The second step is to understand your team as individuals: people with different strengths and weaknesses, as well as differing needs. This allows for accurate flexibility — not “one size fits all”, but tailored to how your team actually functions. If you know that one person thrives under pressure, another requires more support, and a third occasionally needs time off to take their child to the doctor, you’re in a much better position to help them cope with changes and new demands in the workplace.

Showing Leadership

Brewery leaders are a key part of developing a resilient team. Not only can they help their team through recognition and support, but they are also an important model of resilience. Additionally, the goals they set have their own impact on a team’s ability to weather change.

How leaders respond to setbacks and stress plays a large role in their team’s morale. Someone who approaches these with realism and confidence will create a more resilient team than a leader who reacts negatively. Unrealistic optimism can also cause problems, both for their team’s morale and their practical ability to cope with problems they weren’t warned of in advance.

Setting the right goals can also encourage resilience. SMART goals are the golden standard, but following those criteria is only the first step. Particularly during times of growth, goals should be structured to guide your team. Relevance becomes increasingly important, as irrelevant goals can be distracting and frustrating for a team already under stress.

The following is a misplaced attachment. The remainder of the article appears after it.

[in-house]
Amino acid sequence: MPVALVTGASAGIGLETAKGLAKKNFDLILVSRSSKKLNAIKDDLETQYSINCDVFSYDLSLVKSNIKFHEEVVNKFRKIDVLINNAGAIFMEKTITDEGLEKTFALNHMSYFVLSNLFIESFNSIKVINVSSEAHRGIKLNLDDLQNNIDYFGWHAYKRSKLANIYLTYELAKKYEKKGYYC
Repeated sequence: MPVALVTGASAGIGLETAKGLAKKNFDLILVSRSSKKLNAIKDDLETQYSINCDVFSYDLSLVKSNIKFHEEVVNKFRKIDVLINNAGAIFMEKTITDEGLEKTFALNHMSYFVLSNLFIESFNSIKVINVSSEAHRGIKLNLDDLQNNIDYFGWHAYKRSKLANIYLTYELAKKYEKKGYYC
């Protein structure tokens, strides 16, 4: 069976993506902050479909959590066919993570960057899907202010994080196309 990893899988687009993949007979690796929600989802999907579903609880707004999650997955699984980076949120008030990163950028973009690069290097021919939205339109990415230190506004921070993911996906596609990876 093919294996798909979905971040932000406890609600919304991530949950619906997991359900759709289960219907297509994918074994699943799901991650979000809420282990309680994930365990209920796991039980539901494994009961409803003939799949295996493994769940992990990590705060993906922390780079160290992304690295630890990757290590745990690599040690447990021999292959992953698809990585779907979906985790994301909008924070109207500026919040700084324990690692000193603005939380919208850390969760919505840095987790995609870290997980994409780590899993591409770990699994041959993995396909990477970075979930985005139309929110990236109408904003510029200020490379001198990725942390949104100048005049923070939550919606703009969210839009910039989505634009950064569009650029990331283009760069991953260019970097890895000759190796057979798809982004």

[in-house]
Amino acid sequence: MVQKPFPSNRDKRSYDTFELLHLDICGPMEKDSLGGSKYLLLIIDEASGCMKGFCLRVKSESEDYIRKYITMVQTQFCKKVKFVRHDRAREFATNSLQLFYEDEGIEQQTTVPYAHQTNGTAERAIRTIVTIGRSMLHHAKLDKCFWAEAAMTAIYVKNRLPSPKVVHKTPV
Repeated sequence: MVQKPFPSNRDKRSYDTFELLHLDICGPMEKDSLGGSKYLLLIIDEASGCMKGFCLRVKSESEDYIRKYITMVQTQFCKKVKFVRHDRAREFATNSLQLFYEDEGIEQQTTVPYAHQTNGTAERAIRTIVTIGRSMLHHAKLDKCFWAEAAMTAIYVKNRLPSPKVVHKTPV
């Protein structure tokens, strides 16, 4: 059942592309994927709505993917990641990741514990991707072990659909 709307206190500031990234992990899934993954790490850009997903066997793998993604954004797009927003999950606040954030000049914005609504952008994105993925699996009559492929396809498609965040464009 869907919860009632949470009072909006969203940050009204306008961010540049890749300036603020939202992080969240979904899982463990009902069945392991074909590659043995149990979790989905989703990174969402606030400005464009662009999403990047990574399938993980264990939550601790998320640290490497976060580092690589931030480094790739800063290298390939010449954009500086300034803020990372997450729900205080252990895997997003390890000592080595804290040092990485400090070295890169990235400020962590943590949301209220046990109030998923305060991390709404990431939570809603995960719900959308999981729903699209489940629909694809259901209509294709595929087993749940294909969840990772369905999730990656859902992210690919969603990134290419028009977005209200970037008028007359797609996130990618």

Avoid setting goals simply for the sake of them. Create benchmarks — both for individual team members and the team as a whole — in order to turn problem areas into opportunities for success and celebration. This last is an important consideration, as reaching goals only to see them go unacknowledged is a recipe for poor morale.

A Healthy Team

Poor health wears at resilience. Think of brittle elastic: instead of stretching like it should, it’s much more prone to snapping. Resilience is a factor in good mental health, but both physical and psychological health play into a person’s ability to respond to setbacks and change.

In the long term, providing health benefits — particularly health insurance — is one way to support your team’s health. However, there are other steps breweries can take to ensure their team is ready to take on any challenge:

  • Proactively support team members who require health-related considerations
  • Remain up-to-date on the best practices for workplace mental health
  • Avoid creating a culture which disapproves of time off or a healthy work/life balance
  • Provide healthy options when snacks or meals are supplied
  • Keep lines of communication open for team members who feel overwhelmed

Resilience allows for sustainable growth. Instead of pushing themselves to the breaking point, your team will be able to adapt with the changes and grow themselves.

It can take effort to encourage this kind of adaptability, but the tools involved — flexibility, leadership, and support — are techniques which will serve you and your team well.